This time she patrolled her yard in a more natural way, with her head up. I hated to see her slinking before, such an unnatural pose for her. She went to all the usual spots and didn’t sniff out any chipmunks, then came directly when I called. She had not gone poop yet, but she did pee. Whew. I think the pills were starting to work.
So I thought about it. She knows that she was supposed to go potty, but she couldn’t help it. Her nervous system had become hijacked. I wonder if Singer would become a drug addict if she were allowed? Probably.
Monday, June 4, 2012
For two hours, we explored the trails along Picnic Point, on the university campus. It’s a gorgeous piece of land, with beaches, woods, prairies, and miles of trails, trails, trails full of a variety of species, both plant and animal. The weather was gorgeous on June 2 here. Singer saw waves lapping on beaches, packed earth rooted trails lined with huge old trees—cottonwood, beech, linden, tall ponderosa pine, oak. The smells were terrific, I could tell, as she darted her nose left and right on the grounds. She looked out onto Lake Mendota and watched the waves coming in to shore, as if she were waiting for her beau to come home from a fishing trip, and noted the fishy scent in the air, although not too bad yet. The waters were not yet choked with algae and looked pretty clear. We stopped at several fire pits where firewood is stacked for students who come here at night and on the weekends. Nathaniel and his friends come here often to enjoy a camping experience in the city. We haven’t been here for years and wondered why the long absence. I remember taking Saylor here once.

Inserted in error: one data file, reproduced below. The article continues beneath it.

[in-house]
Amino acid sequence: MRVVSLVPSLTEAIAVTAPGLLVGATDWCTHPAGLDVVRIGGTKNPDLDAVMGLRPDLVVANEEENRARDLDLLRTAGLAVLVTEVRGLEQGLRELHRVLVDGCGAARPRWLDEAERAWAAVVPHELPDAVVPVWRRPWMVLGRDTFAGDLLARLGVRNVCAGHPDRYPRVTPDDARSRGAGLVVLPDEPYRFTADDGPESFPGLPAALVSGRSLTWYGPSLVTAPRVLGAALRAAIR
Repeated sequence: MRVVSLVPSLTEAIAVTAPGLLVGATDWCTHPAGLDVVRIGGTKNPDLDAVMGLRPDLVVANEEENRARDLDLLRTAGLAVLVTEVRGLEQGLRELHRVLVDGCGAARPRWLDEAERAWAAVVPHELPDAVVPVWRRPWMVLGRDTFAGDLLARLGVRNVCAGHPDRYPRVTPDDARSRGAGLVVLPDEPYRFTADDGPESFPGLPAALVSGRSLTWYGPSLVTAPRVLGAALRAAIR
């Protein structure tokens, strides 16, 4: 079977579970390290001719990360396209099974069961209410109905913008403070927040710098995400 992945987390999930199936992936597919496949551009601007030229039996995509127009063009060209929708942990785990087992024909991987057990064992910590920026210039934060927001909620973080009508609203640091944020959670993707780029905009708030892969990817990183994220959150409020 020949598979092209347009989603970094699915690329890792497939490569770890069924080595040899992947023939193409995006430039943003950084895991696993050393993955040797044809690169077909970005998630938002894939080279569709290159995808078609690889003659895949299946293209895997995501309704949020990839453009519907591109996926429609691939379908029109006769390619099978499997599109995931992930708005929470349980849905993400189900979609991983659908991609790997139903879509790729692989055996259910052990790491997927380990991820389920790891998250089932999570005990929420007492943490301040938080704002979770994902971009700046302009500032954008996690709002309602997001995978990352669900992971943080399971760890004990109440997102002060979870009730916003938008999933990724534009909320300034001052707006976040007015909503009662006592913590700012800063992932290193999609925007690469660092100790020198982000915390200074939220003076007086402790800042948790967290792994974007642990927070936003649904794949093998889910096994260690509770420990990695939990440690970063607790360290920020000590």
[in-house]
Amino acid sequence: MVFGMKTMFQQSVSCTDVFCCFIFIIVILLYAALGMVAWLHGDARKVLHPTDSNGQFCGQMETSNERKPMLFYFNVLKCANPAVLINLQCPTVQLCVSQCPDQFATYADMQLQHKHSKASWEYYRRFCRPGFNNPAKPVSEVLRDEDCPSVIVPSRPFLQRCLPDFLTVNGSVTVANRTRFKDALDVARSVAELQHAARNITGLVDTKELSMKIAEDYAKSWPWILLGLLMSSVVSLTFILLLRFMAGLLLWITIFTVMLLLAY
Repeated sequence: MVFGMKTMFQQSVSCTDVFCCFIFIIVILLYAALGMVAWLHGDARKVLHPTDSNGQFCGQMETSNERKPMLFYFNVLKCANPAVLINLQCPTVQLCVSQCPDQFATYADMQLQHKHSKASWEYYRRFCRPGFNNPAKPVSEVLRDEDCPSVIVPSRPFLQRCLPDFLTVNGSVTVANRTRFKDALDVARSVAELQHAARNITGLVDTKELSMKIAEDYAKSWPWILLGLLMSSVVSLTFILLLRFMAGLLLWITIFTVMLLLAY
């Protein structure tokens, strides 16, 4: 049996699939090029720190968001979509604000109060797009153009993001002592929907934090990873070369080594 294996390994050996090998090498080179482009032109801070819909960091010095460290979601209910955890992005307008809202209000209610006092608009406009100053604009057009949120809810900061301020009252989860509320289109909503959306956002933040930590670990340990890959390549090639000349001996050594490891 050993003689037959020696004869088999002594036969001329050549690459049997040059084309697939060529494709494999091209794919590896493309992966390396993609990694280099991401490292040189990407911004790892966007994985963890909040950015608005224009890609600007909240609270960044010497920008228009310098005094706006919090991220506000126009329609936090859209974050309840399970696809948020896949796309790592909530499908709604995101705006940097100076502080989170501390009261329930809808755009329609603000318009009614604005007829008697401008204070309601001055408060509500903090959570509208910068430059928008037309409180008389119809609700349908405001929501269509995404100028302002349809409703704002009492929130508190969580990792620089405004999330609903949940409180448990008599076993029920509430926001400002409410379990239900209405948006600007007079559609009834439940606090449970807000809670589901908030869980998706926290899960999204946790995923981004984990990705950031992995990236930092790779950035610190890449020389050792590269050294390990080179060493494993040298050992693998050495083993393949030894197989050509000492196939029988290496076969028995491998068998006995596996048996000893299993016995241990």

Alas, I had forgotten my camera. There were several shots that would’ve been perfect, with the sun just right, the background of lake, beach, sun spots dotting the woods with bright light, tall grasses in prairie, and the birds singing in our ears. It was heavenly for humans, too. These pictures are taken off the university's website for Picnic Point.
Singer loved it very much, I could tell, and strained to be let loose from her leash. By the time we got back to the car, she was panting and hot, and ready for a long drink.
On a minor note, we found that someone had hit our car trying to back out of the tight parking spot. She was waiting for us, a note on our windshield, when we got back. She was nice enough to leave a note, and it was a minor scratch that popped out the left rear panel a bit, so we will have to get it fixed. Still, it was such a nice time, and I know that Singer appreciated it as well. The next day I expected Singer to be pawing me at her usual time, around five in the morning, begging us to take her back.
Instead, on Sunday while we were reading the paper, Singer was emboldened to try to dig up a chipmunk in the backyard again, this time at the retaining wall that we just had rebuilt at great expense…! We will have to keep a more careful eye on her when she’s in the backyard. I bet she had visions of chipmunks and squirrels from Picnic Point in her head as she tried to undo the entire landscaping of our yard. I was able to repair it, and possibly the chipmunk will decide it’s not worth living here and leave for good.